This line of thinking suggests the following metric to rank competing strategies:

Strategy Input Power (SIP) = Net Profit per Share per Input

The Strategy Input Power (SIP) is the net profit per share or contract divided by the number of strategy inputs. This is basically the complexity-normalized net profit of the strategy. This assumes that the complexity of the strategy is represented by the number of inputs. Provided an input is used for each possible variable (i.e., no hard-coded numerical values such as dollar stop amounts or indicator look-back lengths), then the number of inputs should be a good measure of strategy complexity.

To see how this works, consider two strategies that generate the same net profit on the same market, but strategy #1 has 12 inputs whereas strategy #2 has six inputs. Strategy #2 is generating twice the profit per input as strategy #1. Because strategy #2 is simpler and generates the same net profit, we would prefer strategy #2, all else being equal. In this case, strategy #2 would have a SIP twice that of strategy #1. Similarly, if two strategies have the same number of inputs, but strategy #3 has more profit than strategy #4, strategy #3, which would have a higher SIP, would be preferred (all else being equal).

Certainly, a more practical and useful case is when neither the net profit nor the number of inputs is the same between competing strategies. In that case, the SIP can tell us which strategy is doing more with less. In general, we'd like our strategies to generate as much profit as possible with as few inputs as possible, which means a higher SIP is preferred over a lower one.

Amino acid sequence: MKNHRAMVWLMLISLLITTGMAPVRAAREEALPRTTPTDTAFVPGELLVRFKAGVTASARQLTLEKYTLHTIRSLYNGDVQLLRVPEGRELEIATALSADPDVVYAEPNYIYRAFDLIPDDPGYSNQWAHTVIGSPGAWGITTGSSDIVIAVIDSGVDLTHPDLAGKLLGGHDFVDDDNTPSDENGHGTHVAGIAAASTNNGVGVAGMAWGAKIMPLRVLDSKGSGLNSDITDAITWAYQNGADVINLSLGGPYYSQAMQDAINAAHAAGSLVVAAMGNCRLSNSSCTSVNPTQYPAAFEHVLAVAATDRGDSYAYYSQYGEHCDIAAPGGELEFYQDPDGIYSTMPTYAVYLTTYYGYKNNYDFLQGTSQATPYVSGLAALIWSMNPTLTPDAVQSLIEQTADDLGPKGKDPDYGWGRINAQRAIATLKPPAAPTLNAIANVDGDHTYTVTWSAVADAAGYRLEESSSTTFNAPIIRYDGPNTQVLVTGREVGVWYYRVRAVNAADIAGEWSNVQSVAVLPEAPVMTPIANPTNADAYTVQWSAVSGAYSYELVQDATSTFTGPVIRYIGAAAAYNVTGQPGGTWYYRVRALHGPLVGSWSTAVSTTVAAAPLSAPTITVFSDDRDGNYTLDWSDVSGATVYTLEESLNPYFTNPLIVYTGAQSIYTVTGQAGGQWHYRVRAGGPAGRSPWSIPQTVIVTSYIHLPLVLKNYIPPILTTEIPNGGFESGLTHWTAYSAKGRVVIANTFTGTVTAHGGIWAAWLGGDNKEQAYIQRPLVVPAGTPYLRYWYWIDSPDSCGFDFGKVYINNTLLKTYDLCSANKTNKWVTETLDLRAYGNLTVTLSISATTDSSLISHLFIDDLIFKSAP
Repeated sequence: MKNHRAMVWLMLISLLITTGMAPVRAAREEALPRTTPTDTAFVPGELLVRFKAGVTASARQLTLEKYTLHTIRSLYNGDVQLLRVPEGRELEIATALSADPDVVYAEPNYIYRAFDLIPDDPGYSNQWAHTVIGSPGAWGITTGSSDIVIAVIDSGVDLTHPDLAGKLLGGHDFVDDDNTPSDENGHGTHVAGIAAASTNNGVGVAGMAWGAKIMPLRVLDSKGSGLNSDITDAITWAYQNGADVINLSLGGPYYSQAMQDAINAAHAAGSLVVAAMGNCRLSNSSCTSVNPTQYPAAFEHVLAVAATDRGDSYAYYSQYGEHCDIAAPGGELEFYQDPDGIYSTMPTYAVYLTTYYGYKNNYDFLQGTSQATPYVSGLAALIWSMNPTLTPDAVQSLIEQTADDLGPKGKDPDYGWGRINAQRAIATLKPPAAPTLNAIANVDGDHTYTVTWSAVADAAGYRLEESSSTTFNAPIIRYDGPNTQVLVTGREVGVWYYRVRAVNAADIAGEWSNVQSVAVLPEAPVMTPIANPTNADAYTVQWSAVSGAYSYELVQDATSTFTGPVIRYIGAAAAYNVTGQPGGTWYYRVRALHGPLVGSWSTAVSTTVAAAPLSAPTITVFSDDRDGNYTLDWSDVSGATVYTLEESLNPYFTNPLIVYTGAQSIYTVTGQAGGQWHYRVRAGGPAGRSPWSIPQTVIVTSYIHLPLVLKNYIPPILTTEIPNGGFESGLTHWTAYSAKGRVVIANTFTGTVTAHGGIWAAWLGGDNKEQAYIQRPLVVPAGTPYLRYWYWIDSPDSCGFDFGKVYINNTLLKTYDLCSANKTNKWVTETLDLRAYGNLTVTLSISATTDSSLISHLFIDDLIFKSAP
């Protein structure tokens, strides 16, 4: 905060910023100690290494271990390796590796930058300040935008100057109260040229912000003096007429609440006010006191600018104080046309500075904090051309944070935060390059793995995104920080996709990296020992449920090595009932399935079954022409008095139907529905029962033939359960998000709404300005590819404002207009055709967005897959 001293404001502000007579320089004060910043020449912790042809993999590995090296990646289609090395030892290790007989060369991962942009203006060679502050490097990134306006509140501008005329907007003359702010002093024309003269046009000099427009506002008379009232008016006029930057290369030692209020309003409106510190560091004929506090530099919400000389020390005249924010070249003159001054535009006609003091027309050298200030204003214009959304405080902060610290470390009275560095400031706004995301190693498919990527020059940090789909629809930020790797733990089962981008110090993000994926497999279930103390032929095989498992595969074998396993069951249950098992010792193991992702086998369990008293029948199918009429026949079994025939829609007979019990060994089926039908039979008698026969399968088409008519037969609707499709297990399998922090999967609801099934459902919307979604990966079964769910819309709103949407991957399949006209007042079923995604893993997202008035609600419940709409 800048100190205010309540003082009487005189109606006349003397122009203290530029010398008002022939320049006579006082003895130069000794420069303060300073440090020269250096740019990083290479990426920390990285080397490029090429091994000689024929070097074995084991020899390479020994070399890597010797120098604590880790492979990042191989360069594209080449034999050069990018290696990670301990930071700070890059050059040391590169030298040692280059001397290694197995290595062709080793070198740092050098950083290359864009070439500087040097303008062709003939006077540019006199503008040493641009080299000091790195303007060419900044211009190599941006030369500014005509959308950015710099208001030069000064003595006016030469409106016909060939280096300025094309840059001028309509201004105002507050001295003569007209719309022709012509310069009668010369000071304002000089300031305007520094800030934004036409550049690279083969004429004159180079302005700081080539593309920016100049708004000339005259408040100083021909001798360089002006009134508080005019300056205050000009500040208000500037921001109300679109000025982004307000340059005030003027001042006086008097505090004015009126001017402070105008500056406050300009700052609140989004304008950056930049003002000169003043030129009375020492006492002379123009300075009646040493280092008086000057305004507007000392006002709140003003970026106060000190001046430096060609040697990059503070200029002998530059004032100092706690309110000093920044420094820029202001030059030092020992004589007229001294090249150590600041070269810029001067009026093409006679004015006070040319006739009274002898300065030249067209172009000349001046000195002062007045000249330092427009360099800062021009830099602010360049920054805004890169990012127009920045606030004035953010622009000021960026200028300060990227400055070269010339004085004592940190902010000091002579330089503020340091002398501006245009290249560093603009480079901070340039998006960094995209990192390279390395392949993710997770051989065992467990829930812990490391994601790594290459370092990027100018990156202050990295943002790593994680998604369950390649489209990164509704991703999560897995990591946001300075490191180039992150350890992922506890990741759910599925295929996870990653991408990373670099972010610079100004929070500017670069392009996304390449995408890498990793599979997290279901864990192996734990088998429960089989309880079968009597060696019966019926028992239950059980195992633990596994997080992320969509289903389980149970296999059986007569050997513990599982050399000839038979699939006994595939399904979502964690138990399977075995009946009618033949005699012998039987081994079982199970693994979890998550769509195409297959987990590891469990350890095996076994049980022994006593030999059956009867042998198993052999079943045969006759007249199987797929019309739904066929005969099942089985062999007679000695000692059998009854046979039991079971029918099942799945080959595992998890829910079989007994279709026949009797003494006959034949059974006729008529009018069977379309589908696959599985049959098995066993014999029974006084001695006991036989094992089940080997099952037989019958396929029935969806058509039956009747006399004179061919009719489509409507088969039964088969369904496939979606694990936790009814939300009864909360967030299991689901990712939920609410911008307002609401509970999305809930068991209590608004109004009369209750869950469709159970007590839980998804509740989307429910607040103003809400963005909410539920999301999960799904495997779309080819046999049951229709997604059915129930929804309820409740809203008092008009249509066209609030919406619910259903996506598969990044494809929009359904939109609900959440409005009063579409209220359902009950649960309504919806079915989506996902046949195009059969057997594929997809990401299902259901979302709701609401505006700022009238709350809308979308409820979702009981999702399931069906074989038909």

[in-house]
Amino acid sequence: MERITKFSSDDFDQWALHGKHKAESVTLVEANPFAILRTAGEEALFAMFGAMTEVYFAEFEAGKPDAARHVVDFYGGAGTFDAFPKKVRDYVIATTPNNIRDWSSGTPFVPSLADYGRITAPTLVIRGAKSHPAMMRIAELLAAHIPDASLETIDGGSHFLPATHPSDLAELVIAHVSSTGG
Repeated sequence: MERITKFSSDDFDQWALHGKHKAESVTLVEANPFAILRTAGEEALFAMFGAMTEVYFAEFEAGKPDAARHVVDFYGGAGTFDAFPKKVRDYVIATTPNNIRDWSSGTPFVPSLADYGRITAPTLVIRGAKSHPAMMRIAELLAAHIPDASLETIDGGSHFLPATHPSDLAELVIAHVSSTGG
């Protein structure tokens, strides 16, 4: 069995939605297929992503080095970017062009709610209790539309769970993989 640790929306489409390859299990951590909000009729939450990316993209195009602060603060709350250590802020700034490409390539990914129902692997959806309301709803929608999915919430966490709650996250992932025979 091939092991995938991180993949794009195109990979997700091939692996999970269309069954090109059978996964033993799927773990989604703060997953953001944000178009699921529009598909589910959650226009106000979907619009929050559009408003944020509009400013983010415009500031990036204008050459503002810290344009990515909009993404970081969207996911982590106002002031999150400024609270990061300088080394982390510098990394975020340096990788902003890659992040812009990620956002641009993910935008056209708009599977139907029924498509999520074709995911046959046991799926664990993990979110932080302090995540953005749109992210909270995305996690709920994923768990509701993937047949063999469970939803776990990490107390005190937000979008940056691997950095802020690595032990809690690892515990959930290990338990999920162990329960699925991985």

Another way to view the SIP is as the efficiency of the strategy logic. The more "efficient" the logic is at generating profits, the more profit will be generated per input. By ranking competing strategies by the SIP, the more efficient strategies will be ranked higher.

Summary

Occam's razor suggests that a model should not be any more complex than necessary. Regularization methods formalize this idea to help prevent over-fitting. Using training and test segments to guide the selection of strategies during the strategy development process is a regularization technique that can be used to help avoid over-fit trading strategies. The Strategy Input Power (SIP) metric can be used to compare and rank competing strategies applied to the same market. As with regularization, preferring strategies with a higher SIP may help prevent over-fitting and therefore increase the chances of positive results going forward.

Reference

1. Aronson, David, Evidence-based technical analysis, John Wiley & Sons, Inc, New Jersey, 2007, pp. 456-61.

Mike Bryant